The moose did not get its name from the French dessert. Only crazy people think up such things.
The moose got its name from a Native American word “moosu”, which comes from the Narragansett language meaning “he who trims or cuts smoothly.”
The name refers to the neat way moose strip bark from trees.
You have to wonder about that one.
We’re not here to second-guess the Native Americans, mind you, but let’s say you saw an animal that’s bigger than a horse and uglier than a cow, with a set of antlers that look like the bony hands of God.
Would your first, second, or even tenth reaction be: “Wow, look at how smoothly he takes the bark off that tree!”?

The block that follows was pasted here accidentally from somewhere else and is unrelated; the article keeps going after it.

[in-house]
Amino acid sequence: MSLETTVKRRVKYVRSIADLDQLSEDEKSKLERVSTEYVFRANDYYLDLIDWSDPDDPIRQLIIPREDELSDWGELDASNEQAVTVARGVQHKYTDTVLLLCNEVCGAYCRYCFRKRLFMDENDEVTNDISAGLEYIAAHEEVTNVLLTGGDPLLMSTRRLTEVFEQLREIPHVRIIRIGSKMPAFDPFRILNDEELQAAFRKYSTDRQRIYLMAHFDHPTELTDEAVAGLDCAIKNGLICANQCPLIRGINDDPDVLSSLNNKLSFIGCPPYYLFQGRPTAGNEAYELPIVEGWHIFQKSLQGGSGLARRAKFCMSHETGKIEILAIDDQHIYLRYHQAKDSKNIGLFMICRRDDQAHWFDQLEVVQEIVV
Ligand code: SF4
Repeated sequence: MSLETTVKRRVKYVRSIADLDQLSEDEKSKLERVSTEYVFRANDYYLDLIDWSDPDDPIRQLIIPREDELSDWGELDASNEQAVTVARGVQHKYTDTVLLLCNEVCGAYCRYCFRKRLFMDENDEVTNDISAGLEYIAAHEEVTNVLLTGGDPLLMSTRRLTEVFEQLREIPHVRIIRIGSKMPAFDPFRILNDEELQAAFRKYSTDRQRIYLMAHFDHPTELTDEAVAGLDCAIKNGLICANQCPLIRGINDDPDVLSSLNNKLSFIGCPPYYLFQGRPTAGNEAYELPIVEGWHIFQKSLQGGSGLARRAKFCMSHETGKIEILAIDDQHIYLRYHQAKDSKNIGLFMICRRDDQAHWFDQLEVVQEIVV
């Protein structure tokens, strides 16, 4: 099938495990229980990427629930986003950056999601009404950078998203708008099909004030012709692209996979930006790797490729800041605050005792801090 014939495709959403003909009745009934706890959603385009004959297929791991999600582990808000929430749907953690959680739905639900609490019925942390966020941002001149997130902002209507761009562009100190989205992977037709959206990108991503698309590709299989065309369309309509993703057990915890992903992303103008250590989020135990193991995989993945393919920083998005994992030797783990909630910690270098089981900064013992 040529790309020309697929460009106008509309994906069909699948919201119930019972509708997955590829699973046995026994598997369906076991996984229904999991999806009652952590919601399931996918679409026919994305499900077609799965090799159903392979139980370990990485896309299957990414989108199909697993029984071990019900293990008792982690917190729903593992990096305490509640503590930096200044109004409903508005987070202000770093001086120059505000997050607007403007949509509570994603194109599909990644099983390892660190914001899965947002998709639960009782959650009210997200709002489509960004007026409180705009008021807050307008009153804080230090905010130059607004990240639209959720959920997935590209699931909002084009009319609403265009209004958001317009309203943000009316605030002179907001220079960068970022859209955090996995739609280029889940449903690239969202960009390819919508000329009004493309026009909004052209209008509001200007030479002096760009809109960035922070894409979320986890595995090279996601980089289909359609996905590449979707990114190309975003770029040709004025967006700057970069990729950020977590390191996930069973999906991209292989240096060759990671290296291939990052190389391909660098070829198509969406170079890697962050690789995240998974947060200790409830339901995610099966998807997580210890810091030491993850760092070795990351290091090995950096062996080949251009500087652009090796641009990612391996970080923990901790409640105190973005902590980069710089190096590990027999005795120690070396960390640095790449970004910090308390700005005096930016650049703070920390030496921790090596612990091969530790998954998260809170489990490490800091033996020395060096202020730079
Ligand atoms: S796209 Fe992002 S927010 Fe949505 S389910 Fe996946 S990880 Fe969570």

Maybe they hired a Dutch consultant.
The British English word elk possibly came from the Swedish word “älg”, or “Elch” in German, and the Polish word “łoś”.
To add confusion, the word elk is used in North America to refer to a different animal, also known as the wapiti.
The word “moose” was first used in English in 1606 from Captain Thomas Hanham’s ‘Mus’, and in 1616 from Captain John Smith’s ‘Moos’, with possible mutual reinforcement in usage.
Chocolate moose with squirrel sounds delish.